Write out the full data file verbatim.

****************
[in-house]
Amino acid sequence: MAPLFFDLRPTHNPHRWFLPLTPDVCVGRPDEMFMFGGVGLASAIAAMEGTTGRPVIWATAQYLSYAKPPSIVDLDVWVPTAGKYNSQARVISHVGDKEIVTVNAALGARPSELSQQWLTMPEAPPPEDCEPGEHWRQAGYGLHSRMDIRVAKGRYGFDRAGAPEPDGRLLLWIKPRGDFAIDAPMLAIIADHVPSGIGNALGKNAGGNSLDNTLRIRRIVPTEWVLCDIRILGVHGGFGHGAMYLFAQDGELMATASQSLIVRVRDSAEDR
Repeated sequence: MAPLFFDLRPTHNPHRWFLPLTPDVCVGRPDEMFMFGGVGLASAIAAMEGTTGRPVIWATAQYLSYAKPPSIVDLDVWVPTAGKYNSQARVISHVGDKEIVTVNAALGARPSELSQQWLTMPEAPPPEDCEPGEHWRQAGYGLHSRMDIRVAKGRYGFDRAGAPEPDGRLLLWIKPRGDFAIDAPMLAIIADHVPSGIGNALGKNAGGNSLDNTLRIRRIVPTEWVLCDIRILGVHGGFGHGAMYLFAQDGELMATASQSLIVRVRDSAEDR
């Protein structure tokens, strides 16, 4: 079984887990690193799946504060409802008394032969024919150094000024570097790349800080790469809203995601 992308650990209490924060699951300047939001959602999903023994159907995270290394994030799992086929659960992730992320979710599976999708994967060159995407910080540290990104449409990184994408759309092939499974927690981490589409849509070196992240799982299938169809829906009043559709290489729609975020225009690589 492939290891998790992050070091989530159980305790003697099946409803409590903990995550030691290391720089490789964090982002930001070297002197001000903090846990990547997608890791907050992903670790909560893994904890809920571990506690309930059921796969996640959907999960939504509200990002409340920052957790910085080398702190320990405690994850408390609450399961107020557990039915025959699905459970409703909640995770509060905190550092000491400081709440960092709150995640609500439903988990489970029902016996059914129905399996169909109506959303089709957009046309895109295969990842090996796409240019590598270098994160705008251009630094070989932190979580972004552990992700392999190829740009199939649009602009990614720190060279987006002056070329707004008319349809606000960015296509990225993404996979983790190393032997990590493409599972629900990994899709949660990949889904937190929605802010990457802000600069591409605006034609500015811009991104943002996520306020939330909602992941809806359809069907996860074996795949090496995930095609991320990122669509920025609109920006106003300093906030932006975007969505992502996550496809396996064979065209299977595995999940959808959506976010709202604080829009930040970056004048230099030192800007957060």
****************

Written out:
[in-house]
Amino acid sequence: MAPLFFDLRPTHNPHRWFLPLTPDVCVGRPDEMFMFGGVGLASAIAAMEGTTGRPVIWATAQYLSYAKPPSIVDLDVWVPTAGKYNSQARVISHVGDKEIVTVNAALGARPSELSQQWLTMPEAPPPEDCEPGEHWRQAGYGLHSRMDIRVAKGRYGFDRAGAPEPDGRLLLWIKPRGDFAIDAPMLAIIADHVPSGIGNALGKNAGGNSLDNTLRIRRIVPTEWVLCDIRILGVHGGFGHGAMYLFAQDGELMATASQSLIVRVRDSAEDR
Repeated sequence: MAPLFFDLRPTHNPHRWFLPLTPDVCVGRPDEMFMFGGVGLASAIAAMEGTTGRPVIWATAQYLSYAKPPSIVDLDVWVPTAGKYNSQARVISHVGDKEIVTVNAALGARPSELSQQWLTMPEAPPPEDCEPGEHWRQAGYGLHSRMDIRVAKGRYGFDRAGAPEPDGRLLLWIKPRGDFAIDAPMLAIIADHVPSGIGNALGKNAGGNSLDNTLRIRRIVPTEWVLCDIRILGVHGGFGHGAMYLFAQDGELMATASQSLIVRVRDSAEDR
């Protein structure tokens, strides 16, 4: 079984887990690193799946504060409802008394032969024919150094000024570097790349800080790469809203995601 992308650990209490924060699951300047939001959602999903023994159907995270290394994030799992086929659960992730992320979710599976999708994967060159995407910080540290990104449409990184994408759309092939499974927690981490589409849509070196992240799982299938169809829906009043559709290489729609975020225009690589 492939290891998790992050070091989530159980305790003697099946409803409590903990995550030691290391720089490789964090982002930001070297002197001000903090846990990547997608890791907050992903670790909560893994904890809920571990506690309930059921796969996640959907999960939504509200990002409340920052957790910085080398702190320990405690994850408390609450399961107020557990039915025959699905459970409703909640995770509060905190550092000491400081709440960092709150995640609500439903988990489970029902016996059914129905399996169909109506959303089709957009046309895109295969990842090996796409240019590598270098994160705008251009630094070989932190979580972004552990992700392999190829740009199939649009602009990614720190060279987006002056070329707004008319349809606000960015296509990225993404996979983790190393032997990590493409599972629900990994899709949660990949889904937190929605802010990457802000600069591409605006034609500015811009991104943002996520306020939330909602992941809806359809069907996860074996795949090496995930095609991320990122669509920025609109920006106003300093906030932006975007969505992502996550496809396996064979065209299977595995999940959808959506976010709202604080829009930040970056004048230099030192800007957060």